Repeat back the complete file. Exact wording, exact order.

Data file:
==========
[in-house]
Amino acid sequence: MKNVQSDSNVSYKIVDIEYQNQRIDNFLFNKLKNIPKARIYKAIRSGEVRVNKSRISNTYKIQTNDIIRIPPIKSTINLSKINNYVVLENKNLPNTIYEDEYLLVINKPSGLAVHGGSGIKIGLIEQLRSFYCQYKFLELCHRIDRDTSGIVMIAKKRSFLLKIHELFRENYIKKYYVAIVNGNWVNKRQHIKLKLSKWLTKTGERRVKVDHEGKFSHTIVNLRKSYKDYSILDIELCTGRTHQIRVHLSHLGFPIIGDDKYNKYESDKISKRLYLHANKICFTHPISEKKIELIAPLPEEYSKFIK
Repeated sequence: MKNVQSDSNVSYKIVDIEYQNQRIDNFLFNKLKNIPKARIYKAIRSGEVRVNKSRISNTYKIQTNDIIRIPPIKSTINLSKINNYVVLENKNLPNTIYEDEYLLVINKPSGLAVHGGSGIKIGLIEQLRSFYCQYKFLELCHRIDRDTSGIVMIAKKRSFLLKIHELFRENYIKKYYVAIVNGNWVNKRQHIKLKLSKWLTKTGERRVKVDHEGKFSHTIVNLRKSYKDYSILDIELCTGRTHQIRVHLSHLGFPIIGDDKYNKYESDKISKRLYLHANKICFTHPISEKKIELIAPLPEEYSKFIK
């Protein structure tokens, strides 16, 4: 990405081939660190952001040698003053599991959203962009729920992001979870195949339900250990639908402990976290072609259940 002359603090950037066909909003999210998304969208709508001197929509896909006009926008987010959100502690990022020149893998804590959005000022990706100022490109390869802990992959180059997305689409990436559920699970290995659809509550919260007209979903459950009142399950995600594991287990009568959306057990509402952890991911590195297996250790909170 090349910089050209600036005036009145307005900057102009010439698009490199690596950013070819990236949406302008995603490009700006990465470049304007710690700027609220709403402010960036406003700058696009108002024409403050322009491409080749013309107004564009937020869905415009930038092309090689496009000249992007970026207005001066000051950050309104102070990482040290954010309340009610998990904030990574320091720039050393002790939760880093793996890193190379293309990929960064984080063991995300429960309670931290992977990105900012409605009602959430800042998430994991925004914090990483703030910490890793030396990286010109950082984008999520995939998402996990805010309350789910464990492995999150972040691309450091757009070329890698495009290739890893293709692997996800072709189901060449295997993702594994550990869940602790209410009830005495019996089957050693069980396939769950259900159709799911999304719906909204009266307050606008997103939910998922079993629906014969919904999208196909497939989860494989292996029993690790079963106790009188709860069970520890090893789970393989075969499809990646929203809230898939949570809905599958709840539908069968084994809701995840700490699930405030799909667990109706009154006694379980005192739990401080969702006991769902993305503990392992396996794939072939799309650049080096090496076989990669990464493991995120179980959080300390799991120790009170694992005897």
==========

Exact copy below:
[in-house]
Amino acid sequence: MKNVQSDSNVSYKIVDIEYQNQRIDNFLFNKLKNIPKARIYKAIRSGEVRVNKSRISNTYKIQTNDIIRIPPIKSTINLSKINNYVVLENKNLPNTIYEDEYLLVINKPSGLAVHGGSGIKIGLIEQLRSFYCQYKFLELCHRIDRDTSGIVMIAKKRSFLLKIHELFRENYIKKYYVAIVNGNWVNKRQHIKLKLSKWLTKTGERRVKVDHEGKFSHTIVNLRKSYKDYSILDIELCTGRTHQIRVHLSHLGFPIIGDDKYNKYESDKISKRLYLHANKICFTHPISEKKIELIAPLPEEYSKFIK
Repeated sequence: MKNVQSDSNVSYKIVDIEYQNQRIDNFLFNKLKNIPKARIYKAIRSGEVRVNKSRISNTYKIQTNDIIRIPPIKSTINLSKINNYVVLENKNLPNTIYEDEYLLVINKPSGLAVHGGSGIKIGLIEQLRSFYCQYKFLELCHRIDRDTSGIVMIAKKRSFLLKIHELFRENYIKKYYVAIVNGNWVNKRQHIKLKLSKWLTKTGERRVKVDHEGKFSHTIVNLRKSYKDYSILDIELCTGRTHQIRVHLSHLGFPIIGDDKYNKYESDKISKRLYLHANKICFTHPISEKKIELIAPLPEEYSKFIK
């Protein structure tokens, strides 16, 4: 990405081939660190952001040698003053599991959203962009729920992001979870195949339900250990639908402990976290072609259940 002359603090950037066909909003999210998304969208709508001197929509896909006009926008987010959100502690990022020149893998804590959005000022990706100022490109390869802990992959180059997305689409990436559920699970290995659809509550919260007209979903459950009142399950995600594991287990009568959306057990509402952890991911590195297996250790909170 090349910089050209600036005036009145307005900057102009010439698009490199690596950013070819990236949406302008995603490009700006990465470049304007710690700027609220709403402010960036406003700058696009108002024409403050322009491409080749013309107004564009937020869905415009930038092309090689496009000249992007970026207005001066000051950050309104102070990482040290954010309340009610998990904030990574320091720039050393002790939760880093793996890193190379293309990929960064984080063991995300429960309670931290992977990105900012409605009602959430800042998430994991925004914090990483703030910490890793030396990286010109950082984008999520995939998402996990805010309350789910464990492995999150972040691309450091757009070329890698495009290739890893293709692997996800072709189901060449295997993702594994550990869940602790209410009830005495019996089957050693069980396939769950259900159709799911999304719906909204009266307050606008997103939910998922079993629906014969919904999208196909497939989860494989292996029993690790079963106790009188709860069970520890090893789970393989075969499809990646929203809230898939949570809905599958709840539908069968084994809701995840700490699930405030799909667990109706009154006694379980005192739990401080969702006991769902993305503990392992396996794939072939799309650049080096090496076989990669990464493991995120179980959080300390799991120790009170694992005897």